Dr. Lamba’s research spans from pharmacogenomic aspects to establishing and investigating molecular landscape and resistance mechanisms of profound prognostic relevance in pediatric AML. The ultimate objective of this research is to identify markers that could predict outcome in AML and integrate these with previously described prognostic factors to gain a comprehensive understanding of the mechanisms underlying drug resistance and inter-patient variation in AML treatment outcomes. Our results are directed toward designing personalized and more effective treatment regimens for AML patients and identification of novel therapeutic targets that could transform the current therapeutic regimens in AML.
To elucidate the molecular mechanisms of drug resistance and response in pediatric AML, we have evaluated the association of genomic variables with clinical outcome in the multi-center AML02 cohort and validated our results in independent cohorts of pediatric AML patients treated on Children’s Oncology Group, or COG, protocols. Highlights of our research include:
Identification of genetic-variants and gene-expression signatures that are predictive of ara-C response in AML using pathway-based and genome-wide approaches. We have recently developed a polygenic-risk score of significant prognostic relevance that is predictive of poor outcome in AML and holds the potential in individuating genomics-guided therapy augmentation.
Gemtuzumab ozogamicin, a re-emerging and promising new drug that binds to CD33. We have discovered CD33 polymorphisms of significant relevance and have developed potential novel antibodies recognizing different CD33 isoforms and are moving forward with development of novel therapeutic agents.
Our transcriptomic-based regression modeling approach has established a leukemic stem cell score (pLSC6) and a drug resistance score (ADE-RS5) that holds promising clinical utility in identifying poor-risk AML and accordingly may be used to design consolidation and maintenance therapies, or make transplant-related decisions.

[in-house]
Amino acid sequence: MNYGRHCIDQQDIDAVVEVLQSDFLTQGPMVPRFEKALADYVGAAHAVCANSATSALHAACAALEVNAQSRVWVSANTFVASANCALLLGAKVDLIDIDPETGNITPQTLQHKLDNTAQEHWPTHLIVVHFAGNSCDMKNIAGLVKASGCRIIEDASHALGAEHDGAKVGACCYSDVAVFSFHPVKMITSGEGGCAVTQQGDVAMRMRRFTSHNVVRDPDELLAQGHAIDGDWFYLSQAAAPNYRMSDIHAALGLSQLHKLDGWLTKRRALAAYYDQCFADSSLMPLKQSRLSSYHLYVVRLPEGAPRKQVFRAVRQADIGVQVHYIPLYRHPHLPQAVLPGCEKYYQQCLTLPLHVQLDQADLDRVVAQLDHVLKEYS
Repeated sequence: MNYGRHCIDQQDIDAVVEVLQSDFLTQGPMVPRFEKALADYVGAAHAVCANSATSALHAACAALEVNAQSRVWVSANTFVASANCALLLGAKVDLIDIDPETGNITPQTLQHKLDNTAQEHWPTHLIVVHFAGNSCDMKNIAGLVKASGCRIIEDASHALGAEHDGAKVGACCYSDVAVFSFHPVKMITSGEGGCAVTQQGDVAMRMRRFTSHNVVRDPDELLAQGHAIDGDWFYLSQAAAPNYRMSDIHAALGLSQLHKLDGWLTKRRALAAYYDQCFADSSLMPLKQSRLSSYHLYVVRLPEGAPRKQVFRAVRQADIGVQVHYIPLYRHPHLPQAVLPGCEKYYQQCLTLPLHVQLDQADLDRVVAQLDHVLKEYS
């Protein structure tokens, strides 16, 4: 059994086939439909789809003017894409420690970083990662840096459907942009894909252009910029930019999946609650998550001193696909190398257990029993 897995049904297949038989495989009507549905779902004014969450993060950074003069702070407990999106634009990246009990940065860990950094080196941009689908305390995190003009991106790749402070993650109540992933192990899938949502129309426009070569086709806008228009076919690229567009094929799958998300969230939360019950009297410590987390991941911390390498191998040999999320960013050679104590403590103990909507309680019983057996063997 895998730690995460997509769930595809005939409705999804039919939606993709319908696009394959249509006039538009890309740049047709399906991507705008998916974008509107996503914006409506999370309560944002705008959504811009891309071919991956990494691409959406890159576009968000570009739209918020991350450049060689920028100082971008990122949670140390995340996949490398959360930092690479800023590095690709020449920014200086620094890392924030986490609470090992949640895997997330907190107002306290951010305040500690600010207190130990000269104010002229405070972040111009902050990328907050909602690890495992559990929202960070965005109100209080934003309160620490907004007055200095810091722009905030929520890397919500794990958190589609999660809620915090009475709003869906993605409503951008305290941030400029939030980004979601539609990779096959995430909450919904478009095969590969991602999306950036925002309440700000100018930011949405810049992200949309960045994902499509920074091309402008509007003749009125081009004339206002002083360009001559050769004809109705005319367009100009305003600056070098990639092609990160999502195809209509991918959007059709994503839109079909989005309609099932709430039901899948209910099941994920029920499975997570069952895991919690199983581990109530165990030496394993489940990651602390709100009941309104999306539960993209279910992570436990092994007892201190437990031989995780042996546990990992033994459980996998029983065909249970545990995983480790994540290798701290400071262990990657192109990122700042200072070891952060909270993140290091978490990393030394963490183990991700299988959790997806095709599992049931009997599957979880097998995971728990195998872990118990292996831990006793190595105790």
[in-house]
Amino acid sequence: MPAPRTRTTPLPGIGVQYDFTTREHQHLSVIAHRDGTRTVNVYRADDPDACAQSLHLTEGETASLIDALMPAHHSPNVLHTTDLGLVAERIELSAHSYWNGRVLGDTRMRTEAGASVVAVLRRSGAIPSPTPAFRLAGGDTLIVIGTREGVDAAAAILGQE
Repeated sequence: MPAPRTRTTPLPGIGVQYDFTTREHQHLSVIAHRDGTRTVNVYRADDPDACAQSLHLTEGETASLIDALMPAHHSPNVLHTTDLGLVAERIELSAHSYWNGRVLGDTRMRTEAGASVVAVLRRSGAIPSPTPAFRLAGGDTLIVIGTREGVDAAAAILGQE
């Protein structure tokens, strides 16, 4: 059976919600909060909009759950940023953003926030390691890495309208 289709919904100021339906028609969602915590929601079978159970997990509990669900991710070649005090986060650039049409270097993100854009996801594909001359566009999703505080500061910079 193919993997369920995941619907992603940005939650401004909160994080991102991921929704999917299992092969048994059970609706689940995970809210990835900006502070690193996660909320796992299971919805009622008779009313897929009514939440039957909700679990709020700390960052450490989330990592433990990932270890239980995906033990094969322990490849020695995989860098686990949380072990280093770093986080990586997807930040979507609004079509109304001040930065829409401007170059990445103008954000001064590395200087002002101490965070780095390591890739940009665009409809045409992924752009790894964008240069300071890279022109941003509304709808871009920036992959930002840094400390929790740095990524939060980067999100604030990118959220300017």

We have recently established the genome, methylome, and transcriptome of AML prognosis in pediatric cohorts with hundreds of patients. These discoveries established differences in childhood AML as compared to adult AML and have led to promising novel therapies that are being evaluated in clinical trials. For example, we developed an innovative integrative analysis procedure to discover and confirm that reduced methylation and increased expression of DNMT3B associated with greater genome-wide methylation and worse outcome. Our DNMT3B discovery, first reported in December 2015 at the American Society of Hematology (ASH) meeting, motivated the evaluation of demethylating agents in the ongoing multicenter AML16 clinical trial [NCT03164057] that opened for enrollment only 18 months later. To date, AML16 has enrolled 126 patients at St. Jude, Dana-Farber, Stanford, and 10 other centers across the US.